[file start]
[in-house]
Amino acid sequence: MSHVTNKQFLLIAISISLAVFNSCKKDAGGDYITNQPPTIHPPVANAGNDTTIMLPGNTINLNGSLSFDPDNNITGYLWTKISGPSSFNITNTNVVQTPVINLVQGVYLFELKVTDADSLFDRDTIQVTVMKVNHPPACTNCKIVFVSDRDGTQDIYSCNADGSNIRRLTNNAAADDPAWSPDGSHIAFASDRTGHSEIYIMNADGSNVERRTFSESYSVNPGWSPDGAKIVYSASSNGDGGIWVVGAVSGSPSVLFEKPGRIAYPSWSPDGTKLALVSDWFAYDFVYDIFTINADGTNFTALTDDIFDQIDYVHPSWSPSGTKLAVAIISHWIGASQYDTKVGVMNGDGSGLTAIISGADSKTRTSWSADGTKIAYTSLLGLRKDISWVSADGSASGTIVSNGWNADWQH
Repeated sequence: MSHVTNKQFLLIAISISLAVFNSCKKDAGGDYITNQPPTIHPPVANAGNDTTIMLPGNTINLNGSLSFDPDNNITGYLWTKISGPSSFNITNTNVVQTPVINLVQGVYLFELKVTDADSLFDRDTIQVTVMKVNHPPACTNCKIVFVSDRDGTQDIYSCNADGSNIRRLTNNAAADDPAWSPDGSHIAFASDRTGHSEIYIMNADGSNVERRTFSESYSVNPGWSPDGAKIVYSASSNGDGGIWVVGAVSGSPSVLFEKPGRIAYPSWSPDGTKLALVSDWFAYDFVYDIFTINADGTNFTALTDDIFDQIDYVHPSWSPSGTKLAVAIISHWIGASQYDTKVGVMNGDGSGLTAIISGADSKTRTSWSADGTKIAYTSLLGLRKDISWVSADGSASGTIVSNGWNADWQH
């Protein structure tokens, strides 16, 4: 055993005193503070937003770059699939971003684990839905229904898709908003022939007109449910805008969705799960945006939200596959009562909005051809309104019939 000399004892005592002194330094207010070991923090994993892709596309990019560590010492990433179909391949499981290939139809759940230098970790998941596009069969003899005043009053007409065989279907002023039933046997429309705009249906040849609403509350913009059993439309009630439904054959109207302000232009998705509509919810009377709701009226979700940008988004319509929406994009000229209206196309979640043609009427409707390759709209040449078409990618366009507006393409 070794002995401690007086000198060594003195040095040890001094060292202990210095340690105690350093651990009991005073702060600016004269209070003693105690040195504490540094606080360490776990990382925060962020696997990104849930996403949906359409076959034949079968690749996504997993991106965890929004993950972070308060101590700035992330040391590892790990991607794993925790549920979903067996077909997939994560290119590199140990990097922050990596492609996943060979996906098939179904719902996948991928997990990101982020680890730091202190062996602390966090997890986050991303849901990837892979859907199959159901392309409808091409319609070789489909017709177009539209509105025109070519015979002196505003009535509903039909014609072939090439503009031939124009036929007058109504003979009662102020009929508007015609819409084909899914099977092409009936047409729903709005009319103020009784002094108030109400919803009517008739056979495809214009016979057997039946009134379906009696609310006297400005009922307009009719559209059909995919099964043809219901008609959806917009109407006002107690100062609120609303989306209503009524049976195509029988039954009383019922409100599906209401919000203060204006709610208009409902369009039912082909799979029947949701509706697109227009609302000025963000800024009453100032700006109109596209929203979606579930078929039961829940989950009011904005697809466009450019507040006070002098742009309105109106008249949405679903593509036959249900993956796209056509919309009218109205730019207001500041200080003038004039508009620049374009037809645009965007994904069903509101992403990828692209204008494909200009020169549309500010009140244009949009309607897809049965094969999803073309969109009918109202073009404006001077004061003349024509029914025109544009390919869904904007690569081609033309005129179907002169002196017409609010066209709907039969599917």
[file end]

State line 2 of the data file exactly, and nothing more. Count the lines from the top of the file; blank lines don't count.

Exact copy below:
Amino acid sequence: MSHVTNKQFLLIAISISLAVFNSCKKDAGGDYITNQPPTIHPPVANAGNDTTIMLPGNTINLNGSLSFDPDNNITGYLWTKISGPSSFNITNTNVVQTPVINLVQGVYLFELKVTDADSLFDRDTIQVTVMKVNHPPACTNCKIVFVSDRDGTQDIYSCNADGSNIRRLTNNAAADDPAWSPDGSHIAFASDRTGHSEIYIMNADGSNVERRTFSESYSVNPGWSPDGAKIVYSASSNGDGGIWVVGAVSGSPSVLFEKPGRIAYPSWSPDGTKLALVSDWFAYDFVYDIFTINADGTNFTALTDDIFDQIDYVHPSWSPSGTKLAVAIISHWIGASQYDTKVGVMNGDGSGLTAIISGADSKTRTSWSADGTKIAYTSLLGLRKDISWVSADGSASGTIVSNGWNADWQH